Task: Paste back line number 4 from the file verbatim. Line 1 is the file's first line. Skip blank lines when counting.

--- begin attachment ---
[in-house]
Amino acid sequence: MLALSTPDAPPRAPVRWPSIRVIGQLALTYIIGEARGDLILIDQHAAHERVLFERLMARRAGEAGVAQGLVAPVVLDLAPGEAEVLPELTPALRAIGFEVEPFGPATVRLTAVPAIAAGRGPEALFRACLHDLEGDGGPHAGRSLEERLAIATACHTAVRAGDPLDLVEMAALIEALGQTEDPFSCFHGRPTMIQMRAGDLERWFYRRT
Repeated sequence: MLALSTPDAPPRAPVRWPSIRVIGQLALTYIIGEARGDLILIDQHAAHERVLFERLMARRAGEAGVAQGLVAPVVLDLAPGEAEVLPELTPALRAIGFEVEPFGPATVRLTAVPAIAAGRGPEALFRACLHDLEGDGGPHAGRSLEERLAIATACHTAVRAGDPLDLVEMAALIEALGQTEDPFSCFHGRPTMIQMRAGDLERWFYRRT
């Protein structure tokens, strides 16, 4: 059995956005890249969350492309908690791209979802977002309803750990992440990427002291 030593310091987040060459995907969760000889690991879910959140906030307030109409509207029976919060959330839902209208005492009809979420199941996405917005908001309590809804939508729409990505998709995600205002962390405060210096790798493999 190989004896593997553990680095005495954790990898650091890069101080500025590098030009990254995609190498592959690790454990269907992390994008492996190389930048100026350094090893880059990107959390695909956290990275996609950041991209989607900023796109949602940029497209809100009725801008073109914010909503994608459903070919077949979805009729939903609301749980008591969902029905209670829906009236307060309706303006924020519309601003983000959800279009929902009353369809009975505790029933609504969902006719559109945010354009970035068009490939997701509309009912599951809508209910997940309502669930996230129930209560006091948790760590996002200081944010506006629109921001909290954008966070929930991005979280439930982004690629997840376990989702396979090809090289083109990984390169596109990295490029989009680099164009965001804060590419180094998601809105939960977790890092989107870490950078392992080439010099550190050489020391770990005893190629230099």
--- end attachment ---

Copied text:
């Protein structure tokens, strides 16, 4: 059995956005890249969350492309908690791209979802977002309803750990992440990427002291 030593310091987040060459995907969760000889690991879910959140906030307030109409509207029976919060959330839902209208005492009809979420199941996405917005908001309590809804939508729409990505998709995600205002962390405060210096790798493999 190989004896593997553990680095005495954790990898650091890069101080500025590098030009990254995609190498592959690790454990269907992390994008492996190389930048100026350094090893880059990107959390695909956290990275996609950041991209989607900023796109949602940029497209809100009725801008073109914010909503994608459903070919077949979805009729939903609301749980008591969902029905209670829906009236307060309706303006924020519309601003983000959800279009929902009353369809009975505790029933609504969902006719559109945010354009970035068009490939997701509309009912599951809508209910997940309502669930996230129930209560006091948790760590996002200081944010506006629109921001909290954008966070929930991005979280439930982004690629997840376990989702396979090809090289083109990984390169596109990295490029989009680099164009965001804060590419180094998601809105939960977790890092989107870490950078392992080439010099550190050489020391770990005893190629230099």